Keeping the Faith: The Truth

Cross (Credit: Pixabay/sspiehs3)
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I’ve shared, in recent weeks, my wrestling with inertia and excuses over getting back to in-person church attendance. Fortunately, I’ve now managed to make it three weeks in a row, and each time, I’ve left the service grateful that I was there to receive the message.


We’re in the midst of a series re: the book of Acts, and this week, the lesson centered on the story of Philip and the building of the Church. And, in keeping with that theme, one of the songs during the worship portion of the service was “Build Your Church.”


On Christ alone, our Chief CornerstoneNo other foundation can we build uponNot philosophy nor the wisdom of manAll other ground is sinking sand

Upon this rock, You build Your ChurchAnd the gates of hell will not prevailWhen we bind and loose, we proclaim Your truthAnd in Jesus’ name, we will not failNever fail, oh-oh-oh-ohOh, He’s building a church now, now, now

The lyrics grabbed me immediately for a couple of reasons. First, I’m currently reading “Mere Christianity” by C.S. Lewis. Friday night, I ran across a quote that resonated and shared it on Twitter:

What Satan put into the heads of our remote ancestors was the idea that they could ‘be like gods’ — could set up on their own as if they had created themselves — be their own masters — invent some sort of happiness for themselves outside God, apart from God. And out of that hopeless attempt has come nearly all that we call human history — money, poverty, ambition, war, prostitution, classes, empires, slavery — the long terrible story of man trying to find something other than God which will make him happy.


No other foundation can we build upon — not philosophy nor the wisdom of man…” 

More pointedly, several times this week, I’ve found myself musing that reality is quicksand. It’s a disheartening observation born of weary frustration over the ever-increasing lack of honesty in our media — and, frankly, in much of our public discourse.

“…all other ground is sinking sand.

What’s made that particularly trenchant of late is the release of the Twitter Files. While there have now been 15 installments — each one both appalling and validating — the latest one truly highlights just how far down the rabbit hole we’ve fallen.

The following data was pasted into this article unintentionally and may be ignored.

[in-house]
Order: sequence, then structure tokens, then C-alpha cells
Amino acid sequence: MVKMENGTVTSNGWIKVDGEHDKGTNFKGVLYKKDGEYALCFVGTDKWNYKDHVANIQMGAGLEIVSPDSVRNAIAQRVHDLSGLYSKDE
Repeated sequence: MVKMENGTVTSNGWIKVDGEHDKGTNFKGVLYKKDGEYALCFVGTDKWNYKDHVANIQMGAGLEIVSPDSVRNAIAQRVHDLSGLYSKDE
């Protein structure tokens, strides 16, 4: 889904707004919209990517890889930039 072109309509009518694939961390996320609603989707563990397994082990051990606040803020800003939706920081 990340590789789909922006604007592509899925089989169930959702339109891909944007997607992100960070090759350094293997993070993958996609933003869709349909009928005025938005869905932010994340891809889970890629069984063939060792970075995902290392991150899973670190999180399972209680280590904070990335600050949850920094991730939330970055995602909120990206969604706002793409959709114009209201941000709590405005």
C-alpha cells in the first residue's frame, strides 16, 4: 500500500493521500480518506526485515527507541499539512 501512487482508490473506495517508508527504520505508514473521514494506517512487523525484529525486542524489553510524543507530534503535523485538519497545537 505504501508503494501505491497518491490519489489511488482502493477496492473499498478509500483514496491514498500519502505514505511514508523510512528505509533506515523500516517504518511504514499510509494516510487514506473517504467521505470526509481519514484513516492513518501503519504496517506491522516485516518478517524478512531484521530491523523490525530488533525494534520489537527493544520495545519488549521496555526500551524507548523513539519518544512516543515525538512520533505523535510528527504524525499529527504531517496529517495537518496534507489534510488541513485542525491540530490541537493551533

So much of our media (and yes, I recognize I’m technically a part of that world) is no longer about fact-finding or informing, but rather about spinning and narrative building, all in service to the ultimate “our side good, your side bad” message. And that’s layered on top of dissembling and subterfuge from our political leaders and government — at all levels — seemingly aimed at the acquisition and maintenance of power. The sort of things that the press, ideally, should be scrutinizing and calling out. Instead, it’s all about currying favor and carrying water.

Matt Taibbi has done yeoman’s work, exposing the gross journalistic malpractice and twisted, codependent relationship between the press and our ruling class.


This latest farce he sums up thusly:

The plot is simple. A group of not-very-bright people rolled out a “dashboard,” hyped it as a magic Russian influence barometer to a stampede of willing reporters, and basked in every opportunity to speak on TV and to newspapers and at schools and think tanks and even congress, offering themselves as primary witnesses for a tale about ongoing “cyber attacks.” Then, once they caught blowback from Twitter and a reporter or two about the contents of their magic box, they retreated to an “attributable” model, but only after roughly 18 months of outright fakery. Now they’re trying to say they were misunderstood. To quote Yoel Roth, bullshit.

We’re being lied to at virtually every turn. All of which leads to confusion and distrust among the general public — of our institutions and of one another. People no longer sport merely differing viewpoints — often, we’re operating with two wholly different sets of facts. We’re not just debating; we’re speaking a different language even while using the same words.


It feels as though I could lay the Twitter Files out end-to-end for the vast majority of my left-of-center friends and acquaintances and it would have very little effect. “There are none so blind as those who will not see.”

In fairness, many of them may feel the same regarding myself and others on the right about issues that matter to them and the information they’re consuming — and they wouldn’t be wholly wrong, as we exist primarily in information silos these days. We have Balkanized and are becoming further dug in with each passing day.

I genuinely try to push back against that. I make a point to seek out information and viewpoints from “the other side” (often while squinting, with gritted teeth) and I invite questions and conversation from left-of-center folk regarding my own views. Because I don’t think the increasing tribalization leads to anyplace good. But it’s rarely fruitful and, as noted above, it’s frustrating and disheartening.

In the 90s, the “X-Files” brought us the popular tagline: “The truth is out there.” A quarter-century later, our tune has shifted to “The Truth is in here.” It’s “my truth” or “his/her truth” — as if truth were as individualized as a monogram or fingerprint, rather than an external, objective, verifiable fixed point. Quicksand.


And then, Sunday’s service reminded me: There is a fixed point; a cornerstone; a firm foundation on which to stand. That is where we should anchor. He is the way and the truth and the life. No, that doesn’t instantly chase away the evils of this world, but it does provide a necessary perspective adjustment.

Upon this rock, You build Your Church, and the gates of hell will not prevail. When we bind and loose, we proclaim Your truth, and in Jesus’ name, we will not fail.”

The truth is the truth.



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